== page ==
Vietnam reluctant officals take action after Thanh Nien exposes major illegal logging

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Illegal logs excavated from the Po Co River in Gia Lai's Ia Grai District

Reluctantly and left with no choice but to act after Thanh Nien reporters dived into the Po Co River and found illegal logs hidden there, authorities in Gia Lai Province's Ia Grai District have salvaged and seized 36 logs.

Several days after informing the authorities and they took no action, the reporters took direct action in front of local officials and park rangers two separate times, diving into the local river, before the former issued orders to have the logs salvaged.

Thanh Nien reporters had on Thursday, June 6, found dozens of logs 2.5-4 meters long on the banks of the river in Tung Village.

Local residents said illegal loggers have carried logs here before taking them away, and that this has been happening for about a year.  

Between 3-6 trucks came to the site every day to carry the logs away. The illegal loggers even hired road rollers to repair a road to the river and dozens of people to load the logs on to the trucks.

When Thanh Nien contacted local authorities to ask about the illegal logging and transportation in the district and requested them to investigate the place, Nguyen Van Cang, deputy head of Ia Grai Forest Protection Agency, claimed there have only been "a few insignificant cases" of illegal logging so far this year.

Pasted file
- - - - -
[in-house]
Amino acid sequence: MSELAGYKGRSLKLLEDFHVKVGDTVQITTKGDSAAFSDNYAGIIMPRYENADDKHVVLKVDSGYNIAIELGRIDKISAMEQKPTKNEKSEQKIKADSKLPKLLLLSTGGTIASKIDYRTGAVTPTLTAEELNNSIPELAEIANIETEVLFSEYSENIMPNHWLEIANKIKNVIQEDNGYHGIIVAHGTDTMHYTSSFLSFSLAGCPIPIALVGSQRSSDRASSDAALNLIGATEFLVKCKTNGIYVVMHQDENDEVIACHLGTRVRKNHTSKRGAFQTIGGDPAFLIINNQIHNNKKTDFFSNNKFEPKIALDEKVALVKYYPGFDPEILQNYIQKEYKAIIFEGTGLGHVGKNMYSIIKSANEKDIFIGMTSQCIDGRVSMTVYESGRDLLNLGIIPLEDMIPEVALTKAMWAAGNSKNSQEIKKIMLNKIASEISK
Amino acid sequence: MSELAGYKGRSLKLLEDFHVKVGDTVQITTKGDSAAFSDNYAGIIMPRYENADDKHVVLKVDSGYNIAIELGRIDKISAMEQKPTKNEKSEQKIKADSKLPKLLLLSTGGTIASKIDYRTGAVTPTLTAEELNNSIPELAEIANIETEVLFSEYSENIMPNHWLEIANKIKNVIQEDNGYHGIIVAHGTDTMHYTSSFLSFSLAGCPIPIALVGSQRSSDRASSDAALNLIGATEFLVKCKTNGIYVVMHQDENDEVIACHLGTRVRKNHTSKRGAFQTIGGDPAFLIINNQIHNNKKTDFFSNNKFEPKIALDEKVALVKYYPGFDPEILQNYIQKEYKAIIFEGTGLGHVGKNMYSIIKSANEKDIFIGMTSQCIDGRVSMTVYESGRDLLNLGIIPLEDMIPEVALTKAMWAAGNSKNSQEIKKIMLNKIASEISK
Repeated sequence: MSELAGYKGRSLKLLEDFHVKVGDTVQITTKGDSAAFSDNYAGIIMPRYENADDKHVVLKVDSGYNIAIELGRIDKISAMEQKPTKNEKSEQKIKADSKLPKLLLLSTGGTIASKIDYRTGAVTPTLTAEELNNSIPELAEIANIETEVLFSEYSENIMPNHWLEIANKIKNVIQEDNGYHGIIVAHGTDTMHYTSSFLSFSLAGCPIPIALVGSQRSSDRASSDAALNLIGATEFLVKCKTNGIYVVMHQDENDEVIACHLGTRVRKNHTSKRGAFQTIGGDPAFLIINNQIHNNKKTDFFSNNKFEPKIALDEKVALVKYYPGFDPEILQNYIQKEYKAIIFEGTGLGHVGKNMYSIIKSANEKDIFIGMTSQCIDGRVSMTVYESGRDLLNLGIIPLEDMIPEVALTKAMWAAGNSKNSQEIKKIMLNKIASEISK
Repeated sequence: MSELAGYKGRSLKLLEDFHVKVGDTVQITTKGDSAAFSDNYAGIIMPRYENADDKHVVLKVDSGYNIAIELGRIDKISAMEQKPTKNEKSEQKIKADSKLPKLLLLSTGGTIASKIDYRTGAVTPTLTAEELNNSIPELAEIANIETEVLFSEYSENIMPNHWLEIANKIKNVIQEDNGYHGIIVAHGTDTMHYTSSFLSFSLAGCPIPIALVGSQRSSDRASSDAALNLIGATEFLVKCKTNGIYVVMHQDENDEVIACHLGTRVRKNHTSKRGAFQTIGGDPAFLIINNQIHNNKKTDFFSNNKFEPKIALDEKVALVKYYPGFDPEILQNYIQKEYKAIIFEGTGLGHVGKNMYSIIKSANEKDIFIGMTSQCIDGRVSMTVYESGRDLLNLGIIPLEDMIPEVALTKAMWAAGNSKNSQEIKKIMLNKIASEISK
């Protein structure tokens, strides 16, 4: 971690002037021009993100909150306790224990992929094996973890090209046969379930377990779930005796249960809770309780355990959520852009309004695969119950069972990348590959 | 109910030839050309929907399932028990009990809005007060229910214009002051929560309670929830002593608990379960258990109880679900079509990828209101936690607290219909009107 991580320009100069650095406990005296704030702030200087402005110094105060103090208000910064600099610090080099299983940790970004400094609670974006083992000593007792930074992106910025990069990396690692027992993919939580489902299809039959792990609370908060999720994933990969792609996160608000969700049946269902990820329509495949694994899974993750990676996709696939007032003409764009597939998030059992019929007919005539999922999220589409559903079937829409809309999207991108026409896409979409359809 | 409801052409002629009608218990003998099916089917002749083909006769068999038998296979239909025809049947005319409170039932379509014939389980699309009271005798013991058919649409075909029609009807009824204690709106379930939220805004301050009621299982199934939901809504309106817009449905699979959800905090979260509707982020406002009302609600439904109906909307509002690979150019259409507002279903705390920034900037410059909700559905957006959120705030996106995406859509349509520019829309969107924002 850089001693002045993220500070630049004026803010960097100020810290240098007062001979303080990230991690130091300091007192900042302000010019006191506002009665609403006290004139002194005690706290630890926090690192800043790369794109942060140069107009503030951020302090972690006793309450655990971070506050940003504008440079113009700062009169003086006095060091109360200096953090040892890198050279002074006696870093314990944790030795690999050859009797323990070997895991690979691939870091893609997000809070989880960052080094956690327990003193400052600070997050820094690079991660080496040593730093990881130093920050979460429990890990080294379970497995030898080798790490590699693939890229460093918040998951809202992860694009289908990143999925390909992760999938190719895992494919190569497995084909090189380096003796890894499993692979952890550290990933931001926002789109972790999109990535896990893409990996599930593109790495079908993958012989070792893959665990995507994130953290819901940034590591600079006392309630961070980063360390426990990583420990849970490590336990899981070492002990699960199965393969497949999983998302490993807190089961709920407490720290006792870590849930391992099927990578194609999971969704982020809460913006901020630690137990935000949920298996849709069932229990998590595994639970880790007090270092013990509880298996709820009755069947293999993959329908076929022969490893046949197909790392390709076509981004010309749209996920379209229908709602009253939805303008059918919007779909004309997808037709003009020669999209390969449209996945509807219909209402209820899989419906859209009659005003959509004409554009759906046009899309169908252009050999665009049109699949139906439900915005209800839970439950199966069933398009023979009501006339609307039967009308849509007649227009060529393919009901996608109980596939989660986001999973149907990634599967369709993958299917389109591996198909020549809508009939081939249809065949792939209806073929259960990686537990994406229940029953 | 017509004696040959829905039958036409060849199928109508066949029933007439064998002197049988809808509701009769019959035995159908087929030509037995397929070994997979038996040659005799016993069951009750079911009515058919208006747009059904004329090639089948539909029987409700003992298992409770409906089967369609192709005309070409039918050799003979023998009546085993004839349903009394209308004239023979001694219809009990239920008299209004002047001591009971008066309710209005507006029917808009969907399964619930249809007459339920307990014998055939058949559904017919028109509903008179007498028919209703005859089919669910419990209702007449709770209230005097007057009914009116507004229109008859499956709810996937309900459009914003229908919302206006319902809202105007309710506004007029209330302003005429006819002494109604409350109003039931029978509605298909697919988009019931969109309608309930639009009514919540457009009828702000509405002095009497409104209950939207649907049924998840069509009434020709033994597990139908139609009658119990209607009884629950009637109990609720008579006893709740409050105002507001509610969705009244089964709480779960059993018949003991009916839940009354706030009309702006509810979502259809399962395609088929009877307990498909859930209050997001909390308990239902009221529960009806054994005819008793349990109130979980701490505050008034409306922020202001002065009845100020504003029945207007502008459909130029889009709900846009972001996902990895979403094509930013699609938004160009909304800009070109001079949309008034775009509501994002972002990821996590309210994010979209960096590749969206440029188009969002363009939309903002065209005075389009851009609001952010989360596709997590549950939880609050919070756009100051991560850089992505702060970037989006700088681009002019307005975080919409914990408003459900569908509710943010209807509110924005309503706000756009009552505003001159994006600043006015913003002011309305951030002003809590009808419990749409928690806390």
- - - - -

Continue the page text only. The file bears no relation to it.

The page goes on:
Nguyen Truong Hai, head of Ia Grai Northern Forest Protection Management Agency, said forest protection has been "fairly good" and that there have been a few cases of deforestation to grow crops that the agency has resolved.

He said there was "absolutely no case" of illegal logging in the district.

Thanh Nien then presented the evidence to the district administration's head,  Huynh Quang Thai, who instructed a team, including Cang, to go to the site.

However, when the team arrived at the site, there was no log on the bank, except for a muddy water section and a floating log.

Thanh Nien reporters then dived into the river and found dozens of logs hidden underneath.

Meanwhile, about 20 illegal loggers came to the site and threatened to attack the reporters.

A man said: "Who the heck are these are good? I will chop the head of the photographer and kill the one who dives to find the logs." He threw dozens of machetes and iron tubes down from his car.

Another man attempted to snatch the camera of the photographer in front of four park rangers.

It was only after the reporters asked for help that Cang and a park rangers intervened.

The reporters then called Phan Trung Tuong, deputy chairman of the Ia Grai People's Committee, who instructed local police to get to the site.

On the morning of June 7, the park rangers had managed to salvage just eight logs from the river.

Thanh Nien reporters decided to dive in again and found more logs in the river.

Cang then said they had not salvaged the remaining logs because the park rangers could not swim.

The next day, Cang's agency announced they'd found 36 logs.

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